In 1973 Mrs R. Atkinson became the first Honorary Life Member in recognition of 24 years in office on the Committee. The following year the same honour was bestowed on Mrs Winnie Fletcher on her retirement as Secretary. Only five people have been so honoured in the 50 year history of the Society. The 1973 show was opened by the Sheffield Master Cutler Mr R. Doncaster and the general interest in floral art was marked by the presentation of the W. A. Bell Trophy to the exhibitor gaining most points in this section. The total value of all trophies at this time was £1175. The following year saw the introduction of a Chlidren’s Fancy Dress competition. This proved very popular for several years until demographic changes led to it being dropped in 1989.
In 1976 the show moved from in the field adjacent to Stoke Hall to another of Mr Warren’s fields by Froggatt Bridge. This field has been made available on Show Day ever since and is affectionately referred to as the Show Field. This was a significant year for the Booker family – another name that has become synonymous with Froggatt Show. Three members of the family were serving on the committee. Mrs Kath Booker was first elected in 1958 and her husband Ray – a very keen and competent gardener jointed the committee in 1970. So it was inevitable that their son Geoff should be invited to join in 1976. Geoff had inherited all his father’s skill and knowledge and became a regular exhibitor and trophy winner in the ensuing years.
At the 1976 AGM the ten Chairman Mr W. B. (Bill) Robinson (who first joined the committee in 1966 and has given devoted service ever since) stressed that if the Society was to maintain its standing and reputation it was imperative that new and young blood be encouraged to join. These remarks showed wisdom as the Society moves towards the 21st Century and it remains an essential requirement.
At the pre-show Committee meeting held in August 1976 consideration had to be given to cancelling the show due to the long dry summer, but it was agreed that it should proceed as usual. The result fully justified the decision – 126 classes were supported 165 exhibitors who staged a record 823 entries. Despite this the show itself made a loss of £144 due to ever increasing costs. The Society, however remained financially strong as a result of fund raising and social activities.
The 70’s and early 80’s were years of continued progress – 1977 show made a small profit – in 1978 a separate Entertainment Sub Committee was set up to run a family dance/disco in the evening of the show using the marquee. This provided a great success for the next ten years. The proceeds were devoted to local charities as well as the Society.
The 1978 Show was opened by Mr Albert Carnall one of the founder members but the practice of having an official opening ceremony was then discontinued. Another original founder member Mr Fred Wragg retired from the Committee in 1979 having served 30 years (excluding the war period.)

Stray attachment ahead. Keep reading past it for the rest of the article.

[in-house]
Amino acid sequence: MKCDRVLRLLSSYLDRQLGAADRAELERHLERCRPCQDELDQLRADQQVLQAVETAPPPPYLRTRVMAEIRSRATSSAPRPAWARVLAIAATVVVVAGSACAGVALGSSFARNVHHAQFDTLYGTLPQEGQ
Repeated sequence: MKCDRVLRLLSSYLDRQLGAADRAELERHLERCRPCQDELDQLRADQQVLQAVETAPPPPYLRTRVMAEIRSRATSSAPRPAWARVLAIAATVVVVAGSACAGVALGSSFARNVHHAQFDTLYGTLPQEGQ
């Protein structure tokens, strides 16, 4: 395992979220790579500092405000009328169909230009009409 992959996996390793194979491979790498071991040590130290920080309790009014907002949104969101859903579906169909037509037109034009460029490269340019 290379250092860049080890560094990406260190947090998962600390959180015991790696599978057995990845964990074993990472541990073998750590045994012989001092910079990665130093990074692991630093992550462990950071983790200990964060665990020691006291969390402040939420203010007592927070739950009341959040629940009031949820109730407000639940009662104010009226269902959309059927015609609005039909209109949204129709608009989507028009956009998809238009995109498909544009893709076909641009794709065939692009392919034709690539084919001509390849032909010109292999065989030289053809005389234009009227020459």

Total entries in 1980 reached 855 filling the huge 150’ x 30’ marquee and the Show itself made a profit of £256. Whilst the offer of trade stands had yet to be taken up space was allotted to a plant stall staged by Dr & Mrs Hadfield – this proved very popular for several years.
In1980 the Society lost several long serving members, notably Mr Albert Carnall, President and founder member, Brigadier Levesley, a past President, Mr Ernest Fletcher and Mr Herbert Outram who were both founder members. In memory of her husband Mrs Carnall presented the A. J. Carnall trophy to the exhibitor with the highest number of points in the flower section in 1982 the Ernest Fletcher trophy was donated by Mrs Fletcher to the best exhibit in the Junior Classes.
In 1982 another long serving member Mrs Sarah Middleton, who had served in several capacities since 1949, died whilst President of the Society and the following year at the AGM Mrs Winnie Fletcher was elected President, the first to be appointed for a fixed term of 5 years.
The increasing success of each year’s show also created its own problems for the workload was becoming more onerous – particularly for the Secretary. A small working party was set up to analyse the range of duties and this eventually resulted in the Secretary’s workload being reduced.
This is the oft recurring problem which faces most successful voluntary organisations and it is vital to the future of the Society that ‘willing horses’ are not take for granted. If more people can encouraged to do this warning at your peril!
1984 saw the staging of the 40th Show and everybody rose to the occasion – the weather was good and 149 classes were supported by 191 exhibitors with 1006 entries! There are not many one day shows that can claim such statistics and the reputation of Froggatt Show was recognised over a wide area and attracted visitors from afar.
Whilst the show itself lost £570 the continued support given to the social events ensured that the Society remained financially sound. To mark the 40th Show a team of ladies prepared a ‘well dressing’ in the village which stood for four days over the Bank Holiday week-end. It was generally acknowledged as a great success particularly as the ladies had no previous experience of well dressing. The problem of setting records of the sort attained in the 1984 show is that everybody expects year on year improvements, but there are too many imponderables for this, particularly if the character of the genuinely friendly one day show is to be retained – this has been one of the prime objectives of the Froggatt Society since its inception. The year 1984 war rounded off by electing Mr Fred Wragg and Mr Jack Leadbeater as Honorary Life Members, a fitting tribute to two loyal long serving members.